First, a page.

2006
05.30

If you are developing an MVC application with Flex, sooner or later you are going to want to trigger some functionality in your view when a property in your model changes. A common approach for achieving this is to use a binding tag in conjunction with a property setter in your view component. You bind your view’s property setter to the relevant model property and put your view logic in the setter function. Every time the property changes, your view logic executes.

I have never been particularly satisfied with this approach because it requires me to add a ‘fake’ property to my view component. So I created the Observe tag as a possible alternative, and I think it may also qualify as the world’s smallest tag:

package com.adobe.ac.util
{
public class Observe
{
public var handler : Function;

public function set source( source : * ) : void
{
handler.call();
}
}
}

You use the tag as follows:

<util:Observe source="{ model.myProperty }"
handler="{ this.myFunction }"/>

Because this is such a large and complex component, I need to call on the ever-resourceful Flex community to test it. So feel free to use it in your applications if you want to, and please let me know if you find any bugs.

Update: Please check Alex Uhlmann’s blog for a more recent update of the Observe tag.

6 comments so far

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  1. I love binding. Everything that makes it faster to do is fantastic! But…can my handler method also accept the parameter that’s listened to? And…could I listen to a specific parameter value? (;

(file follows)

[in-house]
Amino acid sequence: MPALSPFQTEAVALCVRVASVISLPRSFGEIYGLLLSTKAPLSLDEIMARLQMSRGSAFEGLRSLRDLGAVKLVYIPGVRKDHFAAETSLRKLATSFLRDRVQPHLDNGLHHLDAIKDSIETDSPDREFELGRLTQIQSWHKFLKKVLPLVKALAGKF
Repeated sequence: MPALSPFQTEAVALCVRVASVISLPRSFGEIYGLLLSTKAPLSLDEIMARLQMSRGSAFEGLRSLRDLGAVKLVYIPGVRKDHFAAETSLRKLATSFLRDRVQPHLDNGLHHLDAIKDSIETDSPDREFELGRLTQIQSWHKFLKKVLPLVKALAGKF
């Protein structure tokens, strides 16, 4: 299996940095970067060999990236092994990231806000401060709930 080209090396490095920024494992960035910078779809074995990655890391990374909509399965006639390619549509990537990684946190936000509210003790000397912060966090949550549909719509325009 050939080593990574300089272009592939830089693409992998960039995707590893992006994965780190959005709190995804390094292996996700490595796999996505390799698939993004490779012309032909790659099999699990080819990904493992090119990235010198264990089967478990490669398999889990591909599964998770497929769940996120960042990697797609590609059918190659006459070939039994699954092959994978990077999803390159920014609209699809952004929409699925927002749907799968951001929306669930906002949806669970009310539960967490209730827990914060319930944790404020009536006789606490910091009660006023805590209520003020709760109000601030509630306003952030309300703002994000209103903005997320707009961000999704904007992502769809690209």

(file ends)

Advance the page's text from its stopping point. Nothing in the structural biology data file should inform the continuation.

2. Looks good,
    I appreciate your sense fo humour too :)
    We use data binding awfully a lot, but basically we bind in view to our customized MXML component properties that are set by setter/ getter like:

    —————————
    [ChangeEvent("deleteEnabledChange")]
    public function get deleteEnabled() : Boolean {
    return _deleteButtonVisible;
    }

    public function set deleteEnabled(value : Boolean) : Void {
    _deleteButtonVisible = value;
    SimpleButton(deleteButton)._visible = false;
    dispatchEvent(new Event(”deleteEnabledChange”, this));
    }
    —————————

    ps. We are using Flex 1.5 for now.

  3. I hope, Adobe will include this in Flex documentation.

    It’s absolutely useful when programming with Cairngorm.

  4. Yes, The smallest and the smaller.!
    I add a property called //public var enabled.
    To turn off or on the handler.call() function.

    Thanks..!

  5. Hi Paul…
    I have a little question…
    what are the benefits of Observe over ChangeWatcher.watch?

    I have made a test… but it seems that Observe fires before change and ChangeWatcher.watch fires after change of the property.

    My code is something like this:

    //in constructor
    observer = new Observe()
    observer.handler = observerHandler;
    observer.source = items;
    ChangeWatcher.watch(this, “items”, changeWatcherHandler);

    //handlers
    private function observerHandler():void{
    trace(”observerHandler items.length :”+items.length);
    }

    private function changeWatcherHandler(event:Event):void{
    trace(”changeWatcherHandler items.length :”+items.length);
    }

    //Results in trace output:
    observerHandler items.length :0
    changeWatcherHandler items.length :797

    Am I doing something wrong ? Have I misunderstand documentation?

    Thanks for your comments.

  6. Hi Juan,

    You can only use the Observe tag in MXML because it relies on the curly braces {} binding mechanism.

    For binding in ActionScript, you should use ChangeWatcher or BindingUtils.

    Cheers,

    Paul